We’ve been driving around South Australia for the past two months, training cellar door and tourism staff in how to talk to visitors about biosecurity and keeping vines healthy.
Our training manager Rebecca Weatherill has delivered training to hundreds of frontline staff and feedback to the Wine Tourism Biosecurity Program has been overwhelmingly positive.
“The training program is written to allow cellar door teams to easily apply the principles to their own situations. We’ve given a range of scenarios and suggestions on how to handle tricky situations, plenty of dialogue staff can use when talking to visitors and lots of ideas for activities for visitors that won’t put the health of vines at risk,” said Bec.
“We’ve been delighted with the feedback. In some regions we’ve been back for return visits to ensure we deliver training to all who are interested. We had so many people attend in Coonawarra that we could barely fit them in a room!”
Training has just been completed in the Adelaide Hills. Following the group session held at Barristers Block, general manager of Karrawatta Darren Furst updated the company’s standard operating procedures with biosecurity activities and he is passing on the training to all new cellar door staff.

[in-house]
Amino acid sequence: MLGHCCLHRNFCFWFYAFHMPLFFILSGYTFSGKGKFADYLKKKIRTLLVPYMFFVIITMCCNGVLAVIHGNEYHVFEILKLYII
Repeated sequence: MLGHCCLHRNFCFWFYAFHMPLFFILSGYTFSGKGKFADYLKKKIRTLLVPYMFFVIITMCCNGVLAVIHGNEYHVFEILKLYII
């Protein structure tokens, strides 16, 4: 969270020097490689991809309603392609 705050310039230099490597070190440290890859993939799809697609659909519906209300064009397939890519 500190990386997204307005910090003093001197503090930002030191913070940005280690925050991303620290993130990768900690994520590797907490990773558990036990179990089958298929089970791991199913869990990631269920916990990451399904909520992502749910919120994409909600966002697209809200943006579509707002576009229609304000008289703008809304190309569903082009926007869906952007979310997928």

At Hahndorf Hill Winery, Marc Dobson and Larry Jacobs have not only been training their team in Wine Tourism Biosecurity protocols to protect vineyards, they’ve been busy putting up a range of cellar door and farm-gate signs, to educate tourists and other visitors to their property. See images of the signs at Hahndorf Hill below.
“We’d like to thank all wine businesses and regional tourism associations who have participated in this important training. If you missed out on training this time, please contact us to discuss a visit from the Vinehealth team,” said Inca Peace, CEO of Vinehealth Australia.
“We’d also like to encourage managers and cellar door teams who have done the training to pass key information on to their marketing teams. There’s no point cellar door staff educating tourist about keeping vines healthy by not walking into vineyards if photos of people walking in vines are then going to be shared by the winery on their social media platforms.”